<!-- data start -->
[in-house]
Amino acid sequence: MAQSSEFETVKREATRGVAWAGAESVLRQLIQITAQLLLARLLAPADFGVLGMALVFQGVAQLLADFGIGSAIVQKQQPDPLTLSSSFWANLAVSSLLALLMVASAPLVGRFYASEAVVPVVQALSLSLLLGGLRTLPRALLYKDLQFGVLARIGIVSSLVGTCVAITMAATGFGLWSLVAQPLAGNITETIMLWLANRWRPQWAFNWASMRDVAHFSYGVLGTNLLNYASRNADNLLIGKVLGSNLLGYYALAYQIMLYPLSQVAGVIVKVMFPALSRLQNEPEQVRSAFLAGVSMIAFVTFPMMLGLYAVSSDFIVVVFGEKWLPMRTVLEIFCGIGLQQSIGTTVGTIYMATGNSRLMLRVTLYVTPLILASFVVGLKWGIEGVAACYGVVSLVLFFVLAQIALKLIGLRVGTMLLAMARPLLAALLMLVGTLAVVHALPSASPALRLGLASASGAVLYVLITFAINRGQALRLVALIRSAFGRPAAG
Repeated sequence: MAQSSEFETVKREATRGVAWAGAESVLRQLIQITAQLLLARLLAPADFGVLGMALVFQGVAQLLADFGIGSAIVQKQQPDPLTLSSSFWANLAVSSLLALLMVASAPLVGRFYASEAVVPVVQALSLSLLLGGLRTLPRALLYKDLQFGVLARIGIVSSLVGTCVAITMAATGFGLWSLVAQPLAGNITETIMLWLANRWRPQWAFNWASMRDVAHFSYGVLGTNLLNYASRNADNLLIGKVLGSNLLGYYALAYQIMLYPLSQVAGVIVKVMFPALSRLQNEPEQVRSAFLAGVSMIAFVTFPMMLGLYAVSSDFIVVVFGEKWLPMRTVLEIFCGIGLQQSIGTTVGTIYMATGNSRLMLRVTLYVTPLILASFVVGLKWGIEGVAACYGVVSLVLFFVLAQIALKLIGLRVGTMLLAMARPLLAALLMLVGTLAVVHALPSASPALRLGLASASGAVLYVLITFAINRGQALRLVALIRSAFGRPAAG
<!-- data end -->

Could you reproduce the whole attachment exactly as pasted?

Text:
[in-house]
Amino acid sequence: MAQSSEFETVKREATRGVAWAGAESVLRQLIQITAQLLLARLLAPADFGVLGMALVFQGVAQLLADFGIGSAIVQKQQPDPLTLSSSFWANLAVSSLLALLMVASAPLVGRFYASEAVVPVVQALSLSLLLGGLRTLPRALLYKDLQFGVLARIGIVSSLVGTCVAITMAATGFGLWSLVAQPLAGNITETIMLWLANRWRPQWAFNWASMRDVAHFSYGVLGTNLLNYASRNADNLLIGKVLGSNLLGYYALAYQIMLYPLSQVAGVIVKVMFPALSRLQNEPEQVRSAFLAGVSMIAFVTFPMMLGLYAVSSDFIVVVFGEKWLPMRTVLEIFCGIGLQQSIGTTVGTIYMATGNSRLMLRVTLYVTPLILASFVVGLKWGIEGVAACYGVVSLVLFFVLAQIALKLIGLRVGTMLLAMARPLLAALLMLVGTLAVVHALPSASPALRLGLASASGAVLYVLITFAINRGQALRLVALIRSAFGRPAAG
Repeated sequence: MAQSSEFETVKREATRGVAWAGAESVLRQLIQITAQLLLARLLAPADFGVLGMALVFQGVAQLLADFGIGSAIVQKQQPDPLTLSSSFWANLAVSSLLALLMVASAPLVGRFYASEAVVPVVQALSLSLLLGGLRTLPRALLYKDLQFGVLARIGIVSSLVGTCVAITMAATGFGLWSLVAQPLAGNITETIMLWLANRWRPQWAFNWASMRDVAHFSYGVLGTNLLNYASRNADNLLIGKVLGSNLLGYYALAYQIMLYPLSQVAGVIVKVMFPALSRLQNEPEQVRSAFLAGVSMIAFVTFPMMLGLYAVSSDFIVVVFGEKWLPMRTVLEIFCGIGLQQSIGTTVGTIYMATGNSRLMLRVTLYVTPLILASFVVGLKWGIEGVAACYGVVSLVLFFVLAQIALKLIGLRVGTMLLAMARPLLAALLMLVGTLAVVHALPSASPALRLGLASASGAVLYVLITFAINRGQALRLVALIRSAFGRPAAG